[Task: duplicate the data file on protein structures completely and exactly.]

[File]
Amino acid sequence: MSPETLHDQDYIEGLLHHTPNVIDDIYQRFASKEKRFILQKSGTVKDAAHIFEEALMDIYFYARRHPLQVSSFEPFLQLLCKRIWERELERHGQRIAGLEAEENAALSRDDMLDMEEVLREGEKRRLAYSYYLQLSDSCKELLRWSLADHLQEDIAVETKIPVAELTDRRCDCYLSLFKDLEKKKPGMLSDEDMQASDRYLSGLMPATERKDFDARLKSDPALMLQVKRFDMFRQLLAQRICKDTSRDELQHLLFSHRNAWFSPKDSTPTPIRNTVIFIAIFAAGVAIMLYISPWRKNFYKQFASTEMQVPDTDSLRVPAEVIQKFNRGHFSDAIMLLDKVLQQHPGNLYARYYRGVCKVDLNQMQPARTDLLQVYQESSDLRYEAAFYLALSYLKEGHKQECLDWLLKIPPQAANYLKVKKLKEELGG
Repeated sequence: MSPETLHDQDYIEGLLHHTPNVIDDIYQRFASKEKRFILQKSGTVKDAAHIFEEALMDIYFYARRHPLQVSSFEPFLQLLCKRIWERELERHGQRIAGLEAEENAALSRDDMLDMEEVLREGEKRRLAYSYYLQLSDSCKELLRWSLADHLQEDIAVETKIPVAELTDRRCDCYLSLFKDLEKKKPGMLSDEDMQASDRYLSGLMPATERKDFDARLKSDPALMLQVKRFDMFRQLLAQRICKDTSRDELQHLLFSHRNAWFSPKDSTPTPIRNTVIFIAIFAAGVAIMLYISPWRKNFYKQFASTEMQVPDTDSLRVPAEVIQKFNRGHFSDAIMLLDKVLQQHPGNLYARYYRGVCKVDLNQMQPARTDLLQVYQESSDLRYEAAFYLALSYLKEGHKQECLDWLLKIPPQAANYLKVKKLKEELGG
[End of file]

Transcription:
Amino acid sequence: MSPETLHDQDYIEGLLHHTPNVIDDIYQRFASKEKRFILQKSGTVKDAAHIFEEALMDIYFYARRHPLQVSSFEPFLQLLCKRIWERELERHGQRIAGLEAEENAALSRDDMLDMEEVLREGEKRRLAYSYYLQLSDSCKELLRWSLADHLQEDIAVETKIPVAELTDRRCDCYLSLFKDLEKKKPGMLSDEDMQASDRYLSGLMPATERKDFDARLKSDPALMLQVKRFDMFRQLLAQRICKDTSRDELQHLLFSHRNAWFSPKDSTPTPIRNTVIFIAIFAAGVAIMLYISPWRKNFYKQFASTEMQVPDTDSLRVPAEVIQKFNRGHFSDAIMLLDKVLQQHPGNLYARYYRGVCKVDLNQMQPARTDLLQVYQESSDLRYEAAFYLALSYLKEGHKQECLDWLLKIPPQAANYLKVKKLKEELGG
Repeated sequence: MSPETLHDQDYIEGLLHHTPNVIDDIYQRFASKEKRFILQKSGTVKDAAHIFEEALMDIYFYARRHPLQVSSFEPFLQLLCKRIWERELERHGQRIAGLEAEENAALSRDDMLDMEEVLREGEKRRLAYSYYLQLSDSCKELLRWSLADHLQEDIAVETKIPVAELTDRRCDCYLSLFKDLEKKKPGMLSDEDMQASDRYLSGLMPATERKDFDARLKSDPALMLQVKRFDMFRQLLAQRICKDTSRDELQHLLFSHRNAWFSPKDSTPTPIRNTVIFIAIFAAGVAIMLYISPWRKNFYKQFASTEMQVPDTDSLRVPAEVIQKFNRGHFSDAIMLLDKVLQQHPGNLYARYYRGVCKVDLNQMQPARTDLLQVYQESSDLRYEAAFYLALSYLKEGHKQECLDWLLKIPPQAANYLKVKKLKEELGG